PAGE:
all other agreements secured by trade unions 
have applied to divisions or sections of the 
country and that the present agreement is 
the result of a development of national 
federation, starting with craft unions in the 
various shops, then shop federations and 
then railroad system federations. These fed- 
erations are now formed into four geographi- 
cal divisions and are represented by the rail- 
road employes' department of the American 
Federation of Labor. 



Steel Mills Tied Up. 

While steel interests are claiming they 
are satisfied with the strike situation the 
following excerpts from a report by A. 
F. of L. Organizer Streifler to Frank Mor- 
rison, Secretary of the American Federation 
of Labor, gives an idea of the Buffalo situ- 
ation : 

"We had the large Lackawanna steel 
plant, with an enrollment of 60 per cent, 
before the strike, closed up tight by noon 
of Tuesday, September 23. The response 
from the Donner Steel Company located in 
this city was by far more than could be 
expected because we only had an enroll- 
ment of less than 100 of nearly 5000 em- 



ployed. All these workers have responded 
to the call and the plant was closed in its 
entirety. On the second day of the strike 
there was some disorder which was en- 
gineered and provoked by the Lackawanna 
Steel Company, which resulted in the death 
of two of our members, one of whom had 
just returned from doing valiant and heroic 
duty in the American army. About a 
dozen others were injured from the gun 
shots, all of which were fired from the 
side where the special police of the plant 
were located. No shot or weapon of any 
kind was used on our side. This fact is 
conceded by the chief of police and tiie 
representatives of the public who were 
near at hand. Our local committee has en- 
gaged attorneys to defend our members who 
have been charged with assault and rioting 
and we will insist that the proper authorities 
proceed with a thorough investigation of 
this matter and bring all those who are 
guilty to the bar of justice." 



Policemen Explain. 

The human side of the Washington police- 
man, his despairing struggle to support a 
family and educate his children, is graphic- 
ally and forcibly portrayed in the evidence 
given the House committee now holding 
an investigation to determine whether they 
are entitled to an advance in wages. The 
evidence presented reveals the fact that they 
were forced to seek some means of remedy- 
ing the outstanding injustices they were be- 
ing subjected to. Realizing that the Ameri-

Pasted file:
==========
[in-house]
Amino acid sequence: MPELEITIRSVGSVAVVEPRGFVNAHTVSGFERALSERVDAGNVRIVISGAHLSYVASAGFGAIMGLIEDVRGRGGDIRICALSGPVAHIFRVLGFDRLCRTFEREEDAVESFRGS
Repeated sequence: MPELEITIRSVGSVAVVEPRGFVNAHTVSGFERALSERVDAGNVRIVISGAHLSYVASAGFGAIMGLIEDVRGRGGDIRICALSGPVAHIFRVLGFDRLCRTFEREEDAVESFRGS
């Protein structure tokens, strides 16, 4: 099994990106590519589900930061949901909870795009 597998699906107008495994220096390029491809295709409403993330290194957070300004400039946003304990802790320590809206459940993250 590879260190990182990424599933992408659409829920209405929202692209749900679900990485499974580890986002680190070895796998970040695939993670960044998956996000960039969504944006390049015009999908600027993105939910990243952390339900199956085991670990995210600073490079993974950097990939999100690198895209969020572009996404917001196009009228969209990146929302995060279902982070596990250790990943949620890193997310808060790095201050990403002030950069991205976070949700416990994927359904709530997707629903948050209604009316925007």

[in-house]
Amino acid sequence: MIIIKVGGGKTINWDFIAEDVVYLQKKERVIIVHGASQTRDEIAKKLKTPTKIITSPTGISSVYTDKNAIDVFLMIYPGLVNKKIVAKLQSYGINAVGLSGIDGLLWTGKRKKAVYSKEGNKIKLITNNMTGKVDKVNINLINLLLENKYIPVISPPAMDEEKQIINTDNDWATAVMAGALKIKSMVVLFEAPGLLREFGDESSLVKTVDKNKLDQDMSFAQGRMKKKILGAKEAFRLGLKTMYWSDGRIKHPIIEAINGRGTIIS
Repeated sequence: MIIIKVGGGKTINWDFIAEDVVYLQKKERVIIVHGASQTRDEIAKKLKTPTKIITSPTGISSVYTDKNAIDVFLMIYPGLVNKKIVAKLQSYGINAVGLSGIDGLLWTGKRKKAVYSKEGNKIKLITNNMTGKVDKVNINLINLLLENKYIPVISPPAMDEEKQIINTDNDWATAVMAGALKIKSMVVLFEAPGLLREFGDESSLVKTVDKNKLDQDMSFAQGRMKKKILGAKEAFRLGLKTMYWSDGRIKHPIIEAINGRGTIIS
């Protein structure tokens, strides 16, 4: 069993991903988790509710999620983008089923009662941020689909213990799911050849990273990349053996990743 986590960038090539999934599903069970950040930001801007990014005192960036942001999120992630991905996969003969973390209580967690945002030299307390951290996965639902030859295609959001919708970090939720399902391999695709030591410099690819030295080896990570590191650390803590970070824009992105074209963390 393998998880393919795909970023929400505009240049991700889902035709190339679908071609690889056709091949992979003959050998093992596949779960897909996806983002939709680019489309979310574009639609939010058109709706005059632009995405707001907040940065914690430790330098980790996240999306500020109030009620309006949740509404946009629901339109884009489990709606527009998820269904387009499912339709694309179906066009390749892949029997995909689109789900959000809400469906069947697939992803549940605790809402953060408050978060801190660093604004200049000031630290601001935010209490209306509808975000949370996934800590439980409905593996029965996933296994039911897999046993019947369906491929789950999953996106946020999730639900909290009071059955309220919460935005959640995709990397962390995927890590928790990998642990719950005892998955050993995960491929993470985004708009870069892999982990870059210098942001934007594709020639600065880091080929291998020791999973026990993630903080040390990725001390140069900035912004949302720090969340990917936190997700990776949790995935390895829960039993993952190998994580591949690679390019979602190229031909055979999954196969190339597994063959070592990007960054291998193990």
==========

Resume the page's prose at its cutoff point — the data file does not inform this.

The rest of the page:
can Federation of Labor had in many in- 
stances assisted in having complaints of 
other Government employes greatly im- 
proved, they naturally turned to it in their 
dire distress for s)"mpathy and help. Being 
cordially welcomed and a charter granted 
they hoped to secure the improved condi- 
tions they sought. 

One policeman who appeared before the 
House committee now making the investi- 
gation stated that he had been on the police 
force for fifteen years. He explained that 
he had six children and received a salary 
of $130 a month, on duty every day. When 
relieved of duty at 4 :30 p. m. he was com- 
pelled to accept work at an industrial plant 
and was detained there until 9 and 10 p. 
m. to meet his expenses. By accepting the 
extra work he was able to add $19 a week 
to his income : Even that added sum hardly 
met his $200 a month expenditure to provide 
the bare necessaries for his family. When 
asked by the committee if he would like 
to give up his outside work, he said he 
would gladly do so in order to get ac- 
quainted with his children. He further in- 
formed the committee that the man who re- 
moved his garbage was really getting more 
salary than he was. 

A second policeman informed the com- 
mittee that he had kept a careful record of 
his expenditures for eight months, and that 
they averaged $174.47, and did not permit 
him to indulge in the luxury of either to- 
bacco or cigars, refuting the accusation that 
had been made that poHcemen were living 
extravagantly. Following is a detailed state- 
(Continued on Page 10.) 



MARITIME UNIONS OF THE WORLD. 

International Seamen's Union of America, 328- 
332 West Randolph St., Chicago, 111. 

[A complete list of unions affiliated with the 
International Seamen's Union of America will 
be found on page 5.] 

AUSTRALASIA, 

I-'edcrated Seamen's Union of Australasia, 
29 Erskine St., Sydney, N. S. W.